ONYX on’ icks, a banded semiprecious to precious stone which is a variety of chalcedony (q.v.), a very fine grained silica (silicon dioxide) and related to carnelian (q.v.) (cf. KJV and NEB Exod 28:20; Job 28:16). Like agate (q.v.) it consists of layers of different colors, in this case white and black, but the layers are even planes and the banding straight. It has been used largely in the making of cameos, as the design and background can be cut out so as to occur in differently colored layers. The chief localities are India and South America. Where the bands are white or bluish-white and red, or brownish red (sard—sardius, q.v.), the stone is referred to as sardonyx (q.v.)
The term onyx was applied by the Romans to a banded variety of marble—onyx marble. This consisted of concentric zones of calcite or aragonite (both calcium carbonate). Generally the bands are cream, yellow, buff, brown or red, due to impurities of iron oxide, but when pure it is white or translucent. This onyx marble was used for making ointment jars (Matt 26:7; Mark 14:3) and the banded variety of marble known as Algerian onyx was used in buildings of Carthage and Rome. Onyx marble can be scratched by a knife and is less precious than true onyx, which is much harder.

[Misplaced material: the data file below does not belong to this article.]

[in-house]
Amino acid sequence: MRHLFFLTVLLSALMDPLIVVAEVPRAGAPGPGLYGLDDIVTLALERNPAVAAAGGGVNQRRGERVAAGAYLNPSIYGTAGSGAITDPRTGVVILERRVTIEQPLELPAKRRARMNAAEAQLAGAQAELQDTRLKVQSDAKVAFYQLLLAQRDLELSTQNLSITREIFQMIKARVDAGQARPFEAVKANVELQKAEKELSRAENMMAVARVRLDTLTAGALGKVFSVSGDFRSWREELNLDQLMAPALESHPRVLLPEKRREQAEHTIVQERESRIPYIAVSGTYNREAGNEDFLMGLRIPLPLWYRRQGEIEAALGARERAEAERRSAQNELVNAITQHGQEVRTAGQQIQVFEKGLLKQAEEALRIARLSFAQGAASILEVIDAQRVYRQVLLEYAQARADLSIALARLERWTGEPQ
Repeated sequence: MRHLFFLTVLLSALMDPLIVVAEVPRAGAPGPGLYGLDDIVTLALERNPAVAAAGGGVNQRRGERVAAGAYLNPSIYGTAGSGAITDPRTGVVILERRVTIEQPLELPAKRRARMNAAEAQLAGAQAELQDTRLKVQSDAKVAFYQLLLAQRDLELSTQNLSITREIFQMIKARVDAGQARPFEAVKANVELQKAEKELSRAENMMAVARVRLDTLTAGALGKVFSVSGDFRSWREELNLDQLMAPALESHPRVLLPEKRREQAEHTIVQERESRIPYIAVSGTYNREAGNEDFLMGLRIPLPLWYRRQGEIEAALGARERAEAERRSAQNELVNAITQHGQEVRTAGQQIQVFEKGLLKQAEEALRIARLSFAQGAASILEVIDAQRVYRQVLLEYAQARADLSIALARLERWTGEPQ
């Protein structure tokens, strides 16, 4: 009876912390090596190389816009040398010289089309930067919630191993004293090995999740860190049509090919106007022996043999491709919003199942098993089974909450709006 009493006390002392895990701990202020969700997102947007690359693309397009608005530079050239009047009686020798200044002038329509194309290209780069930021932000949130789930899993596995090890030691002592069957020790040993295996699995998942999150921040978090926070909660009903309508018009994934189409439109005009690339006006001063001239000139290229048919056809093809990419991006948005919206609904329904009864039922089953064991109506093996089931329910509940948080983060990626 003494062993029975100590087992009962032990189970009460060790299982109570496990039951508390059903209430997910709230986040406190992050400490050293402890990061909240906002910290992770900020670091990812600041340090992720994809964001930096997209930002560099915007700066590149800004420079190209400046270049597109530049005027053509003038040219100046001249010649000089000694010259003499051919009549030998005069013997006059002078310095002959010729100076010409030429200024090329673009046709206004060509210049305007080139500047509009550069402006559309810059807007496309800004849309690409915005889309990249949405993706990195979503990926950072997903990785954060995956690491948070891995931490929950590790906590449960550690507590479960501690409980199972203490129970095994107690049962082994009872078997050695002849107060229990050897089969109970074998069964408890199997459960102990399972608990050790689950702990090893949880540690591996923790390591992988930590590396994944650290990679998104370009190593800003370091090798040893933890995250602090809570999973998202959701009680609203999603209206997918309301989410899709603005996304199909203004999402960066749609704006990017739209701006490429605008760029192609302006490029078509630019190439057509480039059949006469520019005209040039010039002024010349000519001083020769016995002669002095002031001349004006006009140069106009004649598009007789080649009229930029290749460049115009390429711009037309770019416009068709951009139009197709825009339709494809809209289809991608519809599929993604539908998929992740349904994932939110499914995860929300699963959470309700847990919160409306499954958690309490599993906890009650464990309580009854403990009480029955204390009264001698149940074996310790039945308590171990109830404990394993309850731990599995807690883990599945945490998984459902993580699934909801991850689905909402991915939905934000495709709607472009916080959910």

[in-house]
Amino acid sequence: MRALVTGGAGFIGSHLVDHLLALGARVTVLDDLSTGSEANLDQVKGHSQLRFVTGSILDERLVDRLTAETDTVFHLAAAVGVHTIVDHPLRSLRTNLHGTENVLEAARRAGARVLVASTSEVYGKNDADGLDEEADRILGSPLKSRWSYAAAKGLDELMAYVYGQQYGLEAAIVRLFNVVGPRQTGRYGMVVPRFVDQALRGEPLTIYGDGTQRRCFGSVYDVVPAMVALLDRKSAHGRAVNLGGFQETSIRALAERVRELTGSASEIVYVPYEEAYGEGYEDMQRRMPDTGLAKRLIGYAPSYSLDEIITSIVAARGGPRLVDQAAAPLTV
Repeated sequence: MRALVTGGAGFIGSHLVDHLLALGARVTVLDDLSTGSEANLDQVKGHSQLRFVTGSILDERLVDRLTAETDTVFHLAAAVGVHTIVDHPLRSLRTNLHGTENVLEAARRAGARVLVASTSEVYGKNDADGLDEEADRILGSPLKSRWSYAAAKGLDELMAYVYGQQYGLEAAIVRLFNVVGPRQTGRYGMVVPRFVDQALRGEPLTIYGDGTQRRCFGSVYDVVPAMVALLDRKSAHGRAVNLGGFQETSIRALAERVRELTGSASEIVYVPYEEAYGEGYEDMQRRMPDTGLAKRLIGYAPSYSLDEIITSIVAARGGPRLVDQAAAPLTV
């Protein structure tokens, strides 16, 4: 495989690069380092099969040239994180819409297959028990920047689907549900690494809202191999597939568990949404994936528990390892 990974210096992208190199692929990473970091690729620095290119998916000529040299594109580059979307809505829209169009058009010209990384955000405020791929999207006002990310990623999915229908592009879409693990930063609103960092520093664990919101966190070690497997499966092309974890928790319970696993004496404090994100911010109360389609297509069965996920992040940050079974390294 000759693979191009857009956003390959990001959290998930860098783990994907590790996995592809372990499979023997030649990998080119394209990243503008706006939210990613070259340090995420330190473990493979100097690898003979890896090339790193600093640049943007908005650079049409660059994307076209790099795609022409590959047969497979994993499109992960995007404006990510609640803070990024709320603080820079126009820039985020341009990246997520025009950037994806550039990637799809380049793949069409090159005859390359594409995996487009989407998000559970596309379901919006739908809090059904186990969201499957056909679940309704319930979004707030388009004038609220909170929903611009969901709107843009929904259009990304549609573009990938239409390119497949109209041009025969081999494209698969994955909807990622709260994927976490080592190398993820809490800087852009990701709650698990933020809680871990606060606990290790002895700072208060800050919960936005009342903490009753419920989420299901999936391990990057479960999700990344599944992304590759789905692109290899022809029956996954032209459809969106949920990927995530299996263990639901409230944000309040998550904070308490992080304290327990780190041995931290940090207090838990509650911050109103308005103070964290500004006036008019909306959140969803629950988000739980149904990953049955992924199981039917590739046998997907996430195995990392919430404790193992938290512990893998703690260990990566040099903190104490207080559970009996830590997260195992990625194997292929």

H. H. Read, Rutley’s Elements of Mineralogy, 26th ed. (1970), 274, 442, 443.